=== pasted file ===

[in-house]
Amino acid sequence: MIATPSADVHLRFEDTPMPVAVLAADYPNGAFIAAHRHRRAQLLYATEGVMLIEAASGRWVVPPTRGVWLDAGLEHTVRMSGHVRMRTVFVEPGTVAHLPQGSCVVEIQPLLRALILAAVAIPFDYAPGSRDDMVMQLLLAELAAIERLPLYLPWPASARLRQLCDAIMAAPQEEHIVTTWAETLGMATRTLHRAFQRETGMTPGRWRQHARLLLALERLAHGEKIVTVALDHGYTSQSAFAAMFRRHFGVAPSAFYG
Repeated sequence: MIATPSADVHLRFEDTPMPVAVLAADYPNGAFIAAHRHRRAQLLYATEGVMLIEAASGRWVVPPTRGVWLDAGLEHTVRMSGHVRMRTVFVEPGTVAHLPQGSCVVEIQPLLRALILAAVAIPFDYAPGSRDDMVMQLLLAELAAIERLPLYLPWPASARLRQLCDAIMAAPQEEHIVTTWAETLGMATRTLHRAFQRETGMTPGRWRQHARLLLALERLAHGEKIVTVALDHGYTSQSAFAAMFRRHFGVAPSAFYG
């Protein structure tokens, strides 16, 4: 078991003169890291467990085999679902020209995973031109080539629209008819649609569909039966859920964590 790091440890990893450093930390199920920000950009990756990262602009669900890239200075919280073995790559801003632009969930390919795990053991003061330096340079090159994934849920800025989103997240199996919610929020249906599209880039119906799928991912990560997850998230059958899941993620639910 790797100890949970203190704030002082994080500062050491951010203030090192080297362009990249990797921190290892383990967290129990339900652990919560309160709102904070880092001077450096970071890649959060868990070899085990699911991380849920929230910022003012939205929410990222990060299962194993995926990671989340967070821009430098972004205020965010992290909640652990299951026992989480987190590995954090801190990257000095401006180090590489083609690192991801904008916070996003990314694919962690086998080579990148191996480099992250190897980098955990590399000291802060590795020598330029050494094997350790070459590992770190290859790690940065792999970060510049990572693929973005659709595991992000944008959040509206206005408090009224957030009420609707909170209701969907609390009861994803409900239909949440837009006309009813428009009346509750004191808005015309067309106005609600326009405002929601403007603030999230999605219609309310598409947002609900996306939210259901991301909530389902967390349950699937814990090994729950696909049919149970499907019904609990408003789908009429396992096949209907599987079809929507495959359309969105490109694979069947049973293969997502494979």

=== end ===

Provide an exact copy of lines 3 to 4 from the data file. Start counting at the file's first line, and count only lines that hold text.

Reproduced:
Repeated sequence: MIATPSADVHLRFEDTPMPVAVLAADYPNGAFIAAHRHRRAQLLYATEGVMLIEAASGRWVVPPTRGVWLDAGLEHTVRMSGHVRMRTVFVEPGTVAHLPQGSCVVEIQPLLRALILAAVAIPFDYAPGSRDDMVMQLLLAELAAIERLPLYLPWPASARLRQLCDAIMAAPQEEHIVTTWAETLGMATRTLHRAFQRETGMTPGRWRQHARLLLALERLAHGEKIVTVALDHGYTSQSAFAAMFRRHFGVAPSAFYG
């Protein structure tokens, strides 16, 4: 078991003169890291467990085999679902020209995973031109080539629209008819649609569909039966859920964590 790091440890990893450093930390199920920000950009990756990262602009669900890239200075919280073995790559801003632009969930390919795990053991003061330096340079090159994934849920800025989103997240199996919610929020249906599209880039119906799928991912990560997850998230059958899941993620639910 790797100890949970203190704030002082994080500062050491951010203030090192080297362009990249990797921190290892383990967290129990339900652990919560309160709102904070880092001077450096970071890649959060868990070899085990699911991380849920929230910022003012939205929410990222990060299962194993995926990671989340967070821009430098972004205020965010992290909640652990299951026992989480987190590995954090801190990257000095401006180090590489083609690192991801904008916070996003990314694919962690086998080579990148191996480099992250190897980098955990590399000291802060590795020598330029050494094997350790070459590992770190290859790690940065792999970060510049990572693929973005659709595991992000944008959040509206206005408090009224957030009420609707909170209701969907609390009861994803409900239909949440837009006309009813428009009346509750004191808005015309067309106005609600326009405002929601403007603030999230999605219609309310598409947002609900996306939210259901991301909530389902967390349950699937814990090994729950696909049919149970499907019904609990408003789908009429396992096949209907599987079809929507495959359309969105490109694979069947049973293969997502494979």